There’s a good argument to be made that some of the most insightful writing about the United States comes from artists observing the country from afar or through the eyes of a bemused newcomer. For European artists and thinkers, writing about the behemoth across the sea seems to have proven an irresistible challenge from the start, even if, like Franz Kafka, some never set foot on the continent. Alexis de Tocqueville, Werner Herzog, Martin Amis, Wim Wenders, the list could go on and on, and would include many very enlightening perspectives.
But not every such effort has been a success, in either critical or commercial terms. Michelangelo Antonioni’s Zabriskie Point (1970), for example, the Italian director’s “only American movie,” writes Richard Metzger at Dangerous Minds, “completely missed its mark and failed to capture the zeitgeist of the hippie New Left counterculture of the era.”
When the film was released in 1970, “audiences and critics alike hated it, just hated it.” The film’s young, unknown male lead Mark Frechette “distanced himself from the director,” writes Dennis Lim at Slate, saying, “he wasn’t making a film about any America I knew.” Guitarist John Fahey, in Rome to record a song for the film, almost came to blows with Antonioni “when the maestro launched into an anti-American rant.”
If Antonioni came off to his critics as a “clueless tourist” cinematically, he also passed up an excellent opportunity musically. In the studio when the Doors recorded “L’America” for L.A. Woman, he “inexplicably turned down the track, which could have worked spectacularly well in his film.” Instead, thanks in large part to his co-writer and current girlfriend Clare Peploe, Antonioni chose Pink Floyd to score the film, after hearing Peploe’s copy of Ummagumma. He loved the album, and listened to it obsessively, especially the dramatic, psychedelic “Careful with that Axe, Eugene.”
In the end, however, only three songs from the band made the final cut. Antonioni instead filled out the soundtrack with music by Fahey, The Youngbloods, Roy Orbison, The Grateful Dead, and others. The complete recording of the original Floyd soundtrack was never commercially released and has only officially existed in fragments. One fan in a music forum notes that the 2 CD Zabriskie Point soundtrack includes the three songs from the film and four unused bonus tracks. The huge, and hugely expensive, Floyd box set The Early Years contains 16 outtakes, none of them on the soundtrack CD.
The only way fans have been able to hear the complete, original soundtrack has been through a series of bootlegs, some featuring only the eight intended final songs, others including some or all of the known outtakes. One such compilation, above, collects several songs and outtakes, but doesn’t include the full completed soundtrack. Despite this discographic disarray, the discarded original soundtrack, in its many forms, has proven “an extremely satisfying listen,” Metzger writes. If it sounds “like a ‘lost’ Pink Floyd album recorded at the end of 1969,” it’s “because that’s exactly what it is.” Reminding us at times of Atom Heart Mother, or Meddle, or Ummagumma, it both looks back at previous work and ahead toward what’s to come.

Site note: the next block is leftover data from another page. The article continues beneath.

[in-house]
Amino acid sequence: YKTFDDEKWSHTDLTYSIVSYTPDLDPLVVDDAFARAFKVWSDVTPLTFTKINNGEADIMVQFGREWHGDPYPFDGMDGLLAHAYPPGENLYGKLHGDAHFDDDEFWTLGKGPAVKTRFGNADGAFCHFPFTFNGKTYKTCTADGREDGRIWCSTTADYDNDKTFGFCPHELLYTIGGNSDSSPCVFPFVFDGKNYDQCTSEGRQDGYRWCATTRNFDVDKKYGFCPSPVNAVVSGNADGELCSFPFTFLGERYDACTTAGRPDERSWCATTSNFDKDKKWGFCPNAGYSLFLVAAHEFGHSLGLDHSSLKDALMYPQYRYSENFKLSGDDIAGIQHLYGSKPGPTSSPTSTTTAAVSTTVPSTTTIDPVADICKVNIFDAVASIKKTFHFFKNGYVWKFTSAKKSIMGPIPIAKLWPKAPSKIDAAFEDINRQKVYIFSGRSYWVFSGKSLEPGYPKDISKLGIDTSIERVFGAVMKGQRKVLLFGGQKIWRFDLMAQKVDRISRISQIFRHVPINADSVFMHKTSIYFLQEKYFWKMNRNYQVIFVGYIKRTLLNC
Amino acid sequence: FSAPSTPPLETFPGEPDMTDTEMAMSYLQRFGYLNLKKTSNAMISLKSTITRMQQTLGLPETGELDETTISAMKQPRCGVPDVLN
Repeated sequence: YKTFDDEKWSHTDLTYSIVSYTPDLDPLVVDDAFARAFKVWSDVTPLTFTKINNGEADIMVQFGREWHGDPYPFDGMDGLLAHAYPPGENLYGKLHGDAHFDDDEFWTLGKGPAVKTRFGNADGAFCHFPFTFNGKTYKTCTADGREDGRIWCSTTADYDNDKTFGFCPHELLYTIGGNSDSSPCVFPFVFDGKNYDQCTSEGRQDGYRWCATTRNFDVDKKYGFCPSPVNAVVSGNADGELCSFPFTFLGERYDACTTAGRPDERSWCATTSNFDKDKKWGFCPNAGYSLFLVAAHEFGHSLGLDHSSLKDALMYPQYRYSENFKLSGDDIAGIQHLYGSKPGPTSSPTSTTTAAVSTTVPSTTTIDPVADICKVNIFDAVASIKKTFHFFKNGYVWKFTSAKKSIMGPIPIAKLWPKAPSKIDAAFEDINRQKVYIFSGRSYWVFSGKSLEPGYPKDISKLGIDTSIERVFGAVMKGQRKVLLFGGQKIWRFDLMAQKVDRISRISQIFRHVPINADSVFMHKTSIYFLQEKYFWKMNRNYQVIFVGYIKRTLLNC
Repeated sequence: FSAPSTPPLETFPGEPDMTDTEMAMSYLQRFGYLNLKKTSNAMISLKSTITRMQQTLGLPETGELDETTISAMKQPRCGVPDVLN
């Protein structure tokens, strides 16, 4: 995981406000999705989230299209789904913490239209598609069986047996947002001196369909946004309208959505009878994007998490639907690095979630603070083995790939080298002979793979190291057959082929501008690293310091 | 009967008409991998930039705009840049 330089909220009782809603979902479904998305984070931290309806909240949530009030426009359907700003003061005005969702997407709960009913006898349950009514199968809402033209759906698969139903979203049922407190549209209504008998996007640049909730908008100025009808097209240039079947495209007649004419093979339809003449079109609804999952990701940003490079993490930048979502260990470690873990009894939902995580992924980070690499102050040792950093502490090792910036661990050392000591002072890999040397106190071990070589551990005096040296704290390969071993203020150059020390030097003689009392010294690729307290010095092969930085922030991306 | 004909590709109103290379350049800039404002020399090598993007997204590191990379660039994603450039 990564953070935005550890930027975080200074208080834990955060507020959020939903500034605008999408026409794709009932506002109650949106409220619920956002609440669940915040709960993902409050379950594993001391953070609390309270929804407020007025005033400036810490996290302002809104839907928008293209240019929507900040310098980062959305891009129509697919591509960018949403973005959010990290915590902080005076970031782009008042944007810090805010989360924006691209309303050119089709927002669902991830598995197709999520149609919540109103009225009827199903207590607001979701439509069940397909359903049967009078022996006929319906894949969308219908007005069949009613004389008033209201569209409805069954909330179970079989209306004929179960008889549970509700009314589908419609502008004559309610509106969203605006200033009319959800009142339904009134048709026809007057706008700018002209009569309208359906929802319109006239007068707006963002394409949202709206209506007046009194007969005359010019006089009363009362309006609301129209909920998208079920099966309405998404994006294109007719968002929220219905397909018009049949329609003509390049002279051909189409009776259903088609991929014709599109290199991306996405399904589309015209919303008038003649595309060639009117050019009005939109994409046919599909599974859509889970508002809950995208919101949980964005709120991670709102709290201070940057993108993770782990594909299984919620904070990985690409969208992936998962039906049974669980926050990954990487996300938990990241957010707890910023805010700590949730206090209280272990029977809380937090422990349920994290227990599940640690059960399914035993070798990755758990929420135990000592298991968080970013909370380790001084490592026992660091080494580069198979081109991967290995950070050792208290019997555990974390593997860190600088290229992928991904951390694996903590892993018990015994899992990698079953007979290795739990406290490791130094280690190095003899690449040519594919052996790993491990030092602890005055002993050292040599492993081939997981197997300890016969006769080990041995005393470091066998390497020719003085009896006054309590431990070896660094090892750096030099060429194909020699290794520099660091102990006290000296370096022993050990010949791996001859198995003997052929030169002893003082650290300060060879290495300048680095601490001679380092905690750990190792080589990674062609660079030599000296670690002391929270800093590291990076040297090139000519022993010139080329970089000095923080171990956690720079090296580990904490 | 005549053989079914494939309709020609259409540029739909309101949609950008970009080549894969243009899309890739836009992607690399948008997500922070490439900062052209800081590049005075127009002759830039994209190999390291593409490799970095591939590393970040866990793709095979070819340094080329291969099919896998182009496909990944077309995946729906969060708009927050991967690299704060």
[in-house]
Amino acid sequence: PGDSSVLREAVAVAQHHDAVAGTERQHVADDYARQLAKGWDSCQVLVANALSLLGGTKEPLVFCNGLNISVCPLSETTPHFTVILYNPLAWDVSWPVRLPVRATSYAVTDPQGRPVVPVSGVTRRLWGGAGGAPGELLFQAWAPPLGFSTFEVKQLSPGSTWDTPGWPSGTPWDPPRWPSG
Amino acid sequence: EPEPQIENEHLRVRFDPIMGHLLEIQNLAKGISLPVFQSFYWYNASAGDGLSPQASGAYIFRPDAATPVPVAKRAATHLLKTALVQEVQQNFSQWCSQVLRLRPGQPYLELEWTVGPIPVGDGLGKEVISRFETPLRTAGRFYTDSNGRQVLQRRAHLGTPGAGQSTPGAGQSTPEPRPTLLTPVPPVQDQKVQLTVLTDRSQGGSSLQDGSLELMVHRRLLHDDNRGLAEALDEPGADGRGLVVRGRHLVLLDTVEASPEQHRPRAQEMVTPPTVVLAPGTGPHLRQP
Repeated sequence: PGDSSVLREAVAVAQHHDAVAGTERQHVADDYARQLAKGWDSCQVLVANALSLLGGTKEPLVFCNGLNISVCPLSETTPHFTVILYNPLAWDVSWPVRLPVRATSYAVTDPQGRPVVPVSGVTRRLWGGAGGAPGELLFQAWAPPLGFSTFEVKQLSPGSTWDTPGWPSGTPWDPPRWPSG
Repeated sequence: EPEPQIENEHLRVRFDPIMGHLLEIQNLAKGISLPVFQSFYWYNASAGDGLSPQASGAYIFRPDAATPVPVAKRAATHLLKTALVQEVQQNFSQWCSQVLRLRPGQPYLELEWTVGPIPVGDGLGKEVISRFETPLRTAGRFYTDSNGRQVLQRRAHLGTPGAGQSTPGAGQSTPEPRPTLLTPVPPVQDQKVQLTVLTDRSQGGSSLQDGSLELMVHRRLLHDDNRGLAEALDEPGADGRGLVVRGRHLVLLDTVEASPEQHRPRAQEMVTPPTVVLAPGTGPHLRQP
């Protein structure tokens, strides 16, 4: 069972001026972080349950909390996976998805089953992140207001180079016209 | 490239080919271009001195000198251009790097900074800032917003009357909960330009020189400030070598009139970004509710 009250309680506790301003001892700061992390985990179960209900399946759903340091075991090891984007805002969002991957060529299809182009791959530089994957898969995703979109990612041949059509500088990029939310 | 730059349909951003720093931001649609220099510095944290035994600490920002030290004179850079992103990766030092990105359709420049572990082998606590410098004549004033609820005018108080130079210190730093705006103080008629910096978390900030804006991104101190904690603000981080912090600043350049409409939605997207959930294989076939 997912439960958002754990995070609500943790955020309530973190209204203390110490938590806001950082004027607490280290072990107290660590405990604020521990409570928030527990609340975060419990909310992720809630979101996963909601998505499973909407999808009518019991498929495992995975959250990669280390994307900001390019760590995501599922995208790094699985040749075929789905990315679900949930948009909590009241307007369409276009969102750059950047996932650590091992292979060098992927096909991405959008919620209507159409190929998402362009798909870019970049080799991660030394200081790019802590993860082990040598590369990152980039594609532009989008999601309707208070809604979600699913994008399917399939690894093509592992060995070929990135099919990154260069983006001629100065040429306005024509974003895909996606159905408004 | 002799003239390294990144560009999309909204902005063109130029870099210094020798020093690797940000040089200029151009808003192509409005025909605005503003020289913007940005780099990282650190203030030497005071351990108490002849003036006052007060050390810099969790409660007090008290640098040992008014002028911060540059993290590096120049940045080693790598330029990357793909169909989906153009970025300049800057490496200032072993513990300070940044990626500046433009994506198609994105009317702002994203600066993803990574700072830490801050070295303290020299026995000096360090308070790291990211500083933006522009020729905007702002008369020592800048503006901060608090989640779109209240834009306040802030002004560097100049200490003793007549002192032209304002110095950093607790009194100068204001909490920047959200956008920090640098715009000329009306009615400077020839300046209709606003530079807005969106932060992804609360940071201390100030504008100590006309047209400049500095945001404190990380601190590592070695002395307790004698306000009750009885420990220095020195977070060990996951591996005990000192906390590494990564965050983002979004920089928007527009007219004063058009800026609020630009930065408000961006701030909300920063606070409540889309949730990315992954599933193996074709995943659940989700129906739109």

The band turned out some uncharacteristically straight-ahead electric barroom blues (above). “Heart Beat, Pig Meant,” which appears over the film’s opening credits (top) “was Pink Floyd’s first time using a human heartbeat as a musical instrument (but it would not be the last).” Richard Wright’s “The Violent Sequence,” further up, may have been scrapped by Antonioni, but it would later “be retooled as ‘Us and Them’ on Dark Side of the Moon.” Aside from that album’s unintended life as uncanny sonic accompaniment to The Wizard of Oz, the band did some of its most experimental, and transitional, work through film soundtracks, such as those for Barbet Schroeder’s 1969 More and 1972 film The Valley. Their work with Antonioni is no exception, but Zabriskie Point, likely because of its many confusing states of existence, has not received as much attention.
Perhaps it’s time to revisit Zabriskie Point, the film, as well as its original soundtrack. As fans of Pink Floyd, we can see what inspired the band to create music that would help determine the direction of their epic albums to come. As fans of Antonioni, perhaps, we may come to a greater appreciation of his much-maligned flop, which Lim contends “is of a piece with Antonioni’s best work: a luxuriant portrait of spiritual alienation with a sense of place far more expressive than its blankly beautiful characters.” Given that description, it’s no wonder Antonioni found Pink Floyd such an intriguing choice, even if neither the Italian director nor English band had said much of anything in their work about the cauldron of political unrest, sexual experimentation, and cultural disaffection of the U.S. in the late 60s.
via Dangerous Minds